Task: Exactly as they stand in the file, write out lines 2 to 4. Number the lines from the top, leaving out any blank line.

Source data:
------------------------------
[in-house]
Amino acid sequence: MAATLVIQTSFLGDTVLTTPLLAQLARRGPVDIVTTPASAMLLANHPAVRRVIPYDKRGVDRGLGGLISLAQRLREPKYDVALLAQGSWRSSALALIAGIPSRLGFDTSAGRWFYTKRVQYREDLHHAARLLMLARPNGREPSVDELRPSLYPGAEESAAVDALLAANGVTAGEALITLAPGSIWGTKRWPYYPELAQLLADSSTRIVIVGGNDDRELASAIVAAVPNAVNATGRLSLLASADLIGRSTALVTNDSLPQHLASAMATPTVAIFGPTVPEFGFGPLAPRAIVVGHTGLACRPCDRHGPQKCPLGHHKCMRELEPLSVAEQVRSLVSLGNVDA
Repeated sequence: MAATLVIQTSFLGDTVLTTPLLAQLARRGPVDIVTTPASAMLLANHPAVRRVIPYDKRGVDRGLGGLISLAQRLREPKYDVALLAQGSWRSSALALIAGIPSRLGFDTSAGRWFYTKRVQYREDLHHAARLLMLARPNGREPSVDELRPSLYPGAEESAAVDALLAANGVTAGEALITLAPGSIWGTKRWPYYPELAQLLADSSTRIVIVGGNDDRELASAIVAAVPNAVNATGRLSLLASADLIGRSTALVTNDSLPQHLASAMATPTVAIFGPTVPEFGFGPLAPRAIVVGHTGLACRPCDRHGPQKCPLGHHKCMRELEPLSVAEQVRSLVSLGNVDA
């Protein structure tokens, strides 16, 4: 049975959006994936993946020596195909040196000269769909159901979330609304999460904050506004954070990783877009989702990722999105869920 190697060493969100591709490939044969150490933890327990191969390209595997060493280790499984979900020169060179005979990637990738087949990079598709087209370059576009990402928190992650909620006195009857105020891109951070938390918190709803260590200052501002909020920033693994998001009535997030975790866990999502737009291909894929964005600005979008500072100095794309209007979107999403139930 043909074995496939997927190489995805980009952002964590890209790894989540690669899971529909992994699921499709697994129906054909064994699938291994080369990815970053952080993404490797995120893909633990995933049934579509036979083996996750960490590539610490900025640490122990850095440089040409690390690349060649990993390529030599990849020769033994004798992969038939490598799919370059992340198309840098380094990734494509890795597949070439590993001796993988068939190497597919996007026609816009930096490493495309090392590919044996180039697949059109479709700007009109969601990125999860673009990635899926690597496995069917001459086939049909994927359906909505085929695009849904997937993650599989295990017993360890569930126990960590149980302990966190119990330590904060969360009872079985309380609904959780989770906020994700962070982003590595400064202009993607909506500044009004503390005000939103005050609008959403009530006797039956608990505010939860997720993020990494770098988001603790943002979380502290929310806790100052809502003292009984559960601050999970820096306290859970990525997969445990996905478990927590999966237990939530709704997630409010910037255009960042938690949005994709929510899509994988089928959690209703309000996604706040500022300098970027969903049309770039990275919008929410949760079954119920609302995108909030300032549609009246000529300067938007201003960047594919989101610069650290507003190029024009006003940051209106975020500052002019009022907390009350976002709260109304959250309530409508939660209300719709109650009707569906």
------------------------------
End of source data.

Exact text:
Amino acid sequence: MAATLVIQTSFLGDTVLTTPLLAQLARRGPVDIVTTPASAMLLANHPAVRRVIPYDKRGVDRGLGGLISLAQRLREPKYDVALLAQGSWRSSALALIAGIPSRLGFDTSAGRWFYTKRVQYREDLHHAARLLMLARPNGREPSVDELRPSLYPGAEESAAVDALLAANGVTAGEALITLAPGSIWGTKRWPYYPELAQLLADSSTRIVIVGGNDDRELASAIVAAVPNAVNATGRLSLLASADLIGRSTALVTNDSLPQHLASAMATPTVAIFGPTVPEFGFGPLAPRAIVVGHTGLACRPCDRHGPQKCPLGHHKCMRELEPLSVAEQVRSLVSLGNVDA
Repeated sequence: MAATLVIQTSFLGDTVLTTPLLAQLARRGPVDIVTTPASAMLLANHPAVRRVIPYDKRGVDRGLGGLISLAQRLREPKYDVALLAQGSWRSSALALIAGIPSRLGFDTSAGRWFYTKRVQYREDLHHAARLLMLARPNGREPSVDELRPSLYPGAEESAAVDALLAANGVTAGEALITLAPGSIWGTKRWPYYPELAQLLADSSTRIVIVGGNDDRELASAIVAAVPNAVNATGRLSLLASADLIGRSTALVTNDSLPQHLASAMATPTVAIFGPTVPEFGFGPLAPRAIVVGHTGLACRPCDRHGPQKCPLGHHKCMRELEPLSVAEQVRSLVSLGNVDA
């Protein structure tokens, strides 16, 4: 049975959006994936993946020596195909040196000269769909159901979330609304999460904050506004954070990783877009989702990722999105869920 190697060493969100591709490939044969150490933890327990191969390209595997060493280790499984979900020169060179005979990637990738087949990079598709087209370059576009990402928190992650909620006195009857105020891109951070938390918190709803260590200052501002909020920033693994998001009535997030975790866990999502737009291909894929964005600005979008500072100095794309209007979107999403139930 043909074995496939997927190489995805980009952002964590890209790894989540690669899971529909992994699921499709697994129906054909064994699938291994080369990815970053952080993404490797995120893909633990995933049934579509036979083996996750960490590539610490900025640490122990850095440089040409690390690349060649990993390529030599990849020769033994004798992969038939490598799919370059992340198309840098380094990734494509890795597949070439590993001796993988068939190497597919996007026609816009930096490493495309090392590919044996180039697949059109479709700007009109969601990125999860673009990635899926690597496995069917001459086939049909994927359906909505085929695009849904997937993650599989295990017993360890569930126990960590149980302990966190119990330590904060969360009872079985309380609904959780989770906020994700962070982003590595400064202009993607909506500044009004503390005000939103005050609008959403009530006797039956608990505010939860997720993020990494770098988001603790943002979380502290929310806790100052809502003292009984559960601050999970820096306290859970990525997969445990996905478990927590999966237990939530709704997630409010910037255009960042938690949005994709929510899509994988089928959690209703309000996604706040500022300098970027969903049309770039990275919008929410949760079954119920609302995108909030300032549609009246000529300067938007201003960047594919989101610069650290507003190029024009006003940051209106975020500052002019009022907390009350976002709260109304959250309530409508939660209300719709109650009707569906």